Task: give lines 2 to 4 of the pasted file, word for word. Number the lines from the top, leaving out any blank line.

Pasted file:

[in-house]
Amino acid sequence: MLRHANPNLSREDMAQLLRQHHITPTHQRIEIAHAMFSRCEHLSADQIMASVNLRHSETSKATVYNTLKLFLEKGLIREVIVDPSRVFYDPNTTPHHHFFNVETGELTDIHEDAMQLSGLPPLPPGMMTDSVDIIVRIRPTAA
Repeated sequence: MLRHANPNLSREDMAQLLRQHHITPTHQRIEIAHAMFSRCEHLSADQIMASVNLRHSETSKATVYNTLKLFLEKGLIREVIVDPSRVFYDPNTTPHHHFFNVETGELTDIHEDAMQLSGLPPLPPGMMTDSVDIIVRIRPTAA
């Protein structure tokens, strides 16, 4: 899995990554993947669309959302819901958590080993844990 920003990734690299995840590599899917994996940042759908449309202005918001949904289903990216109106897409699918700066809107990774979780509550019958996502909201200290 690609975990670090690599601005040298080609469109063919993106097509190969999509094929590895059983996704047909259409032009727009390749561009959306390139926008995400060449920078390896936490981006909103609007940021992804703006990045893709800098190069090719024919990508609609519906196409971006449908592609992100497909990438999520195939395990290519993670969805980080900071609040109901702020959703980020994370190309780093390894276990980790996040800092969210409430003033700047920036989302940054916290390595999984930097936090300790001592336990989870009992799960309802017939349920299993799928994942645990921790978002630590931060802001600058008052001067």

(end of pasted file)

Amino acid sequence: MLRHANPNLSREDMAQLLRQHHITPTHQRIEIAHAMFSRCEHLSADQIMASVNLRHSETSKATVYNTLKLFLEKGLIREVIVDPSRVFYDPNTTPHHHFFNVETGELTDIHEDAMQLSGLPPLPPGMMTDSVDIIVRIRPTAA
Repeated sequence: MLRHANPNLSREDMAQLLRQHHITPTHQRIEIAHAMFSRCEHLSADQIMASVNLRHSETSKATVYNTLKLFLEKGLIREVIVDPSRVFYDPNTTPHHHFFNVETGELTDIHEDAMQLSGLPPLPPGMMTDSVDIIVRIRPTAA
């Protein structure tokens, strides 16, 4: 899995990554993947669309959302819901958590080993844990 920003990734690299995840590599899917994996940042759908449309202005918001949904289903990216109106897409699918700066809107990774979780509550019958996502909201200290 690609975990670090690599601005040298080609469109063919993106097509190969999509094929590895059983996704047909259409032009727009390749561009959306390139926008995400060449920078390896936490981006909103609007940021992804703006990045893709800098190069090719024919990508609609519906196409971006449908592609992100497909990438999520195939395990290519993670969805980080900071609040109901702020959703980020994370190309780093390894276990980790996040800092969210409430003033700047920036989302940054916290390595999984930097936090300790001592336990989870009992799960309802017939349920299993799928994942645990921790978002630590931060802001600058008052001067």